Since many superheroes wear masks, I thought some of you interested in Graphic Justice may also be interested in this...
Marginalised Mainstream 2014: Disguise
28-29 November 2014 Institute of English Studies, Senate House, University of London Keynote Speakers: Dr Bronwen Thomas (Bournemouth University), Dr Naomi Braithwaite (Nottingham Trent University)
'I like to reinvent myself — it’s part of my job.' – Karl Lagerfeld
In 2014, the Marginalised Mainstream conference will consider the varieties, motivations, and meanings of disguise. From secret identities to theatrical performances, from fictional fabrications to factual concealment, disguises of all sorts are part of mainstream culture. This event will explore various manifestations of disguise in popular fiction, media, and culture that have previously been academically marginalised.
Fictional instances of disguise range from Scooby-Doo to Superman, and have a long history in theatre, novels, and film. Factual disguise can also impact mainstream media, whether it be the subtle advancement of a concealed agenda in gay fiction of the 1960s, the academic impact of the Sokal hoax in the 1990s, or J. K. Rowling’s recent attempt to publish pseudonymously. Textual disguises, such as that of the murderer of Roger Ackroyd or the identity of Keyser Söze, retain the power to shock.
The motif of disguise appears in fiction and film, in real life and virtual reality. The prevalence of such masking and unmasking poses pressing questions for popular culture: when does disguise reveal as well as conceal? How do marginalised genres or media subtly alter mainstream opinions, while masquerading as mere amusement? How do changing fashions, in clothes, in texts, or in tastes, affect the ability to create disguises? Is critical marginalization an attempt to “disguise” the value of the mainstream?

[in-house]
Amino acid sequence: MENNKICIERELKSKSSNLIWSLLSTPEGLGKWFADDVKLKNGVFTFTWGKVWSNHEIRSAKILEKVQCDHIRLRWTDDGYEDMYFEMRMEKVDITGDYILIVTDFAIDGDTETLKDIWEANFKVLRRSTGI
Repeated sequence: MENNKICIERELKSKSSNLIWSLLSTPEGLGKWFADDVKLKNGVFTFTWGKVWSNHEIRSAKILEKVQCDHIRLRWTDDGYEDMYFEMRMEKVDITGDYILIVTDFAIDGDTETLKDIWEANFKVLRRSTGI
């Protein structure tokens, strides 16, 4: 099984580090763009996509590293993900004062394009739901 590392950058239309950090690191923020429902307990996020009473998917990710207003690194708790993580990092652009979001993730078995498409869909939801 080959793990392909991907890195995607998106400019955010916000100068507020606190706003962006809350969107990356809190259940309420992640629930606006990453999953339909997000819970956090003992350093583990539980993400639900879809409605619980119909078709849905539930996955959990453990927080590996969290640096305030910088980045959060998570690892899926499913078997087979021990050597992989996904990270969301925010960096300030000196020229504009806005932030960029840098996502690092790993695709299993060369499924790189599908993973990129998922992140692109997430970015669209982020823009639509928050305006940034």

This year's conference will offer a forum for new perspectives on the operation and meanings of such masking and unmasking in fiction, media, performance, other cultural productions.
We invite 250-word abstracts focusing on literature, cultural studies, art history, film studies or other disciplines. Subjects could include, but are far from limited to:
* Fictional secret identities (spies, superheroes, criminals)
* Role-playing games or narratives
* Re-purposing genres
* Undercover agendas
* Subversion of narrative expectations
* Deceptive focalization
* Dramatic irony
Please send proposals for 20-minute papers along with a brief biographical note to Sam Goodman, Brittain Bright, and Emma Grundy Haigh at firstname.lastname@example.org<mailto:email@example.com> by 30 May 2014.
If you are applying for a visa or funding and need a response sooner than 1 July, please submit your abstract by 2 May, and note your early notification needs in your submission.
'Oh, they never lie. They dissemble, evade, prevaricate, confound, confuse, distract, obscure, subtly misrepresent and willfully misunderstand with what often appears to be a positively gleeful relish and are generally perfectly capable of contriving to give one an utterly unambiguous impression of their future course of action while in fact intending to do exactly the opposite, but they never lie. Perish the thought.' – Iain Banks